I think it might also be the case that you shouldn't waste your energy producing or salvaging anything that is less ordered than what constitutes healthy food for you, because then you will die sooner and lower your quality of life. Simple example might be something like digging through dumpsters to salvage and hoard empty plastic bags. Kind of like your bottom pay grade should be subsistence gardening.

classical_Liberal
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Re: Buying the Means of Production: Expenses-Based Investing

Post by classical_Liberal »

@Fish

Agree, awesome post! I love the diagram and may steal it for personal use to explain to friends/family what I'm trying to do with my life when they are insistent I'm doing it wrong.

I spent too much time thinking about it last night, and determined almost any anecdote I could think of fits within the flows presented. It's personally actionable in that I can place my personal actions/flows into the diagram flows and see where I spend the majority of my effort/transactions. Although I have some good efforts outside the normal consumer flow, they are very unbalanced. My nontraditional flows are focused heavily in the invest (expected) and salvage (unexpected) categories.

I considered things like washing and reusing food packaging a salvage activity, whereas buying used Tupperware from the thrift store for long term use an investment activity. Although to some both may seem salvagish (or even spend/consume to some degree), so I supposed there is ambiguity in where any individual activity is placed. In any event, it's very clear I still spend more than 50% of my activity in the consumer cycle, and virtual none in the produce and sell interior flows.

Fish
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Re: Buying the Means of Production: Expenses-Based Investing

Post by Fish »

Attempting to fill out the stock-flow diagram made me realize that it's an incomplete model, because it's not a closed system. (@7 - Thanks for all the clues!) I've made the following revisions:

1. Added outflows for taxes in the Earn and Spend flows. The lossy part of Earn can be thought of as income taxes. On the Spend side, taxes include property and sales taxes, and intangible products that you're required to buy by regulation, like insurance. Jacob was at least a step ahead of me here when defining neutral spending in the ERE indicator thread.
jacob wrote:
Tue Oct 18, 2016 4:40 pm
3) Services you're practically forced to pay for just because you're alive / expenses, e.g. "head tax", or own stuff that must be insured to operate. This includes all insurances, which are here considered part of being a responsible citizen i.e. health and driving (in some countries this is covered by taxes or culture). It also includes RE taxes and rent.
I'm not so sure I agree with including rent as a tax in this sense. For the purpose of this stock-flow diagram, I would argue that rent is more of a "service" (a consumption item) rather than a "tax" on spending. I've left imputed rent out of the calculation, figuring that part of "quality of life" is in having the stock of stuff, and value need not flow out to generate a benefit. The taxes coming out of Spend also originally included cash gifts, but I decided that was less of a "tax" and more of an investment in social capital and my community so I added that back into the investment stream going into Assets (and recalculated all of the stocks and flows since Spend was reduced).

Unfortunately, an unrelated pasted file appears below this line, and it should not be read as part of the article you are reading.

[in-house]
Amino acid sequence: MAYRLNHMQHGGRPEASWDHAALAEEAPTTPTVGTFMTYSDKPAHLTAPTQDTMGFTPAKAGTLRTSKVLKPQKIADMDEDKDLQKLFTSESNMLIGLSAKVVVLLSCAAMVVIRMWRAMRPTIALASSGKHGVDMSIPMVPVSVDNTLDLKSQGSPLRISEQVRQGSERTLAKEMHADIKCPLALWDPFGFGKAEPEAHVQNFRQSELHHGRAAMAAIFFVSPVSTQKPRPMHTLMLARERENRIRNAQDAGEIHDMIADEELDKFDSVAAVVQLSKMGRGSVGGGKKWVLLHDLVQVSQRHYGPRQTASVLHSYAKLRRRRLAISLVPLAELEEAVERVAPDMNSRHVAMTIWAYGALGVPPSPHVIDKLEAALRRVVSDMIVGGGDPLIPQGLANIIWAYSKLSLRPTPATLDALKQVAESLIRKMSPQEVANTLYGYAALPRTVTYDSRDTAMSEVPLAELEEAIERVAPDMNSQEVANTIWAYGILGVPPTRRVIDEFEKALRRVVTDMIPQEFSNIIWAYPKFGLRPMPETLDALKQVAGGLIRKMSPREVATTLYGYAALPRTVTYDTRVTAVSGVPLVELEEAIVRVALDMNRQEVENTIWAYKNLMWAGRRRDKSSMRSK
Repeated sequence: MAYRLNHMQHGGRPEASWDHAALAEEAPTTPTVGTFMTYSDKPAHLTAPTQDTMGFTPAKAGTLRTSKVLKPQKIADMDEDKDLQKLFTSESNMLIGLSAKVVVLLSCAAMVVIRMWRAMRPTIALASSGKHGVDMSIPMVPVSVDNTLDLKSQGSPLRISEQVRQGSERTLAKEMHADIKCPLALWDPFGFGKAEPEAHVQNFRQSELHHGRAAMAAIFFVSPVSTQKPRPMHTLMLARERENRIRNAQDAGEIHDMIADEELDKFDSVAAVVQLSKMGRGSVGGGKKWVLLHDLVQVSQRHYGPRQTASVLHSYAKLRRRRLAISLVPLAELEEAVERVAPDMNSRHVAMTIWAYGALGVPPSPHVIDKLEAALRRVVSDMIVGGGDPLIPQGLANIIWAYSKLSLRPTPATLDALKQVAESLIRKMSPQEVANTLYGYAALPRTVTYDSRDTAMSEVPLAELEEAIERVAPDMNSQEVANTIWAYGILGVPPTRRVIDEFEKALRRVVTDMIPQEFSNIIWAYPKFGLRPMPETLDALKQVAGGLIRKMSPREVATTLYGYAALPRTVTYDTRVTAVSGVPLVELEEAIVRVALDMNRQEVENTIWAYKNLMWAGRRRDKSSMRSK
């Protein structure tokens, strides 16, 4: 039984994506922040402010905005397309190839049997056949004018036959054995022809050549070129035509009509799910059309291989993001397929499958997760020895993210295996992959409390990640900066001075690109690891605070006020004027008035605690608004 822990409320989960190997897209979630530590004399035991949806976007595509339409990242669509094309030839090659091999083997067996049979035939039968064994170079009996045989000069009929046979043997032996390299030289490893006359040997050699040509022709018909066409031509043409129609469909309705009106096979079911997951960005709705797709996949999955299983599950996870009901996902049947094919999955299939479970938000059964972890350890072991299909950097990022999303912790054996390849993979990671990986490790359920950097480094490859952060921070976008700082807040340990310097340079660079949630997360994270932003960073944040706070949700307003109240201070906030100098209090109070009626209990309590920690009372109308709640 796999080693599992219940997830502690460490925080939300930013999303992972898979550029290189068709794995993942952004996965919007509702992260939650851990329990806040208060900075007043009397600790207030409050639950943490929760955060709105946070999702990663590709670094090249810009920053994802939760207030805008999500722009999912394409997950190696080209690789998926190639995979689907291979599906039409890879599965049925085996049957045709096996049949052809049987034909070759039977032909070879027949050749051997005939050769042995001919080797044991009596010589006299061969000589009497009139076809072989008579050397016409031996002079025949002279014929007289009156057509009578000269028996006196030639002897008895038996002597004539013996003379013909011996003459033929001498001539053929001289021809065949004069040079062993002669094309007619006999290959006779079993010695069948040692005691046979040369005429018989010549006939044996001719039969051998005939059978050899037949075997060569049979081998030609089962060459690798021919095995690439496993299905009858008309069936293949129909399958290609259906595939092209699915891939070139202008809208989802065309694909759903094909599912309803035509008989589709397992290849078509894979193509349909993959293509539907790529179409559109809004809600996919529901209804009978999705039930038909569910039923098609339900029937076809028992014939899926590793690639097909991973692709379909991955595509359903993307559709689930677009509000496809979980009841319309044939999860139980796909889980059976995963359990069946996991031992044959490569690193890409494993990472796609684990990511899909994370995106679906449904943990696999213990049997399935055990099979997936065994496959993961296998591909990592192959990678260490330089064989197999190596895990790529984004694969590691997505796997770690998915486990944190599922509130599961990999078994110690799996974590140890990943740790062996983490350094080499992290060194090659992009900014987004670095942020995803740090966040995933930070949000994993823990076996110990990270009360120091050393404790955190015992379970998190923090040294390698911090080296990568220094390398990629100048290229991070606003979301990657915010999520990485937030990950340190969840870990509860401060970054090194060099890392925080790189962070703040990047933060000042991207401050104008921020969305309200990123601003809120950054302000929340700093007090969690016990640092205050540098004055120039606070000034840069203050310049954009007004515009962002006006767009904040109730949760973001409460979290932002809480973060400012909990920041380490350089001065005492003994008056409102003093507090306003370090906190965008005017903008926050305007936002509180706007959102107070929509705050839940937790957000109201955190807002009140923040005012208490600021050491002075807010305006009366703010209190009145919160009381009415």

2. Separated consumption into goods and services. Goods add to waste (which has a chance of being recovered) while services have no residual value.

3. Added a flow from Assets to Waste called "Scavenge." Made it a dotted line since it's less common behavior. This is intended to represent taking discards from others (their waste) which can then be salvaged into stuff.

4. Added an outflow from Waste called "Trash." In the original diagram, I tried to use nouns for stocks and verbs for flows, but it didn't work so well here so I broke from that convention in the interest of clarity.

Image

Including numbers really helps illustrate the concept. One of the first things that jumps out is the importance of tax optimization (particularly for those in the accumulation phase like myself), because it's a huge outflow of value. Another observation is that the inflows and outflows are matched on 3 of the 4 stocks (Money, Stuff, Waste), while this is not true for Assets. That's because there is a spontaneous value generation (from work, from return on capital) which is like an inflow of value into the system. This property is unique to assets and is why they are so important! Value generation from assets sustains the cycle even if the loops are not fully closed.

Is it said somewhere that children desire stuff, adults desire money, and wise people desire assets? After making this diagram, I'm more convinced than ever that I want to own assets. :D

7Wannabe5
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Re: Buying the Means of Production: Expenses-Based Investing

Post by 7Wannabe5 »

3. Added a flow from Assets to Waste called "Scavenge." Made it a dotted line since it's less common behavior. This is intended to represent taking discards from others (their waste) which can then be salvaged into stuff.
Brilliant! I was having some trouble applying the diagram to my personal anecdotes, but you just totally fixed it. For instance, I am kind of earning my shelter this month by bartering services with my mother and BF, but I am occupying space that would otherwise be running through air conditioning cycles while empty or causing another human to feel more lonely, rather than more intruded upon, so it's really more like I am mostly scavenging shelter that would otherwise be wasted. The elder care I provide for my mother, and the assistance with building a shed I provide to my BF, maybe I will consider to be more like Work I do in exchange for shower water at my Mom's apartment and food at my BF's build-site because that represents clear money flow out of their pocketbooks.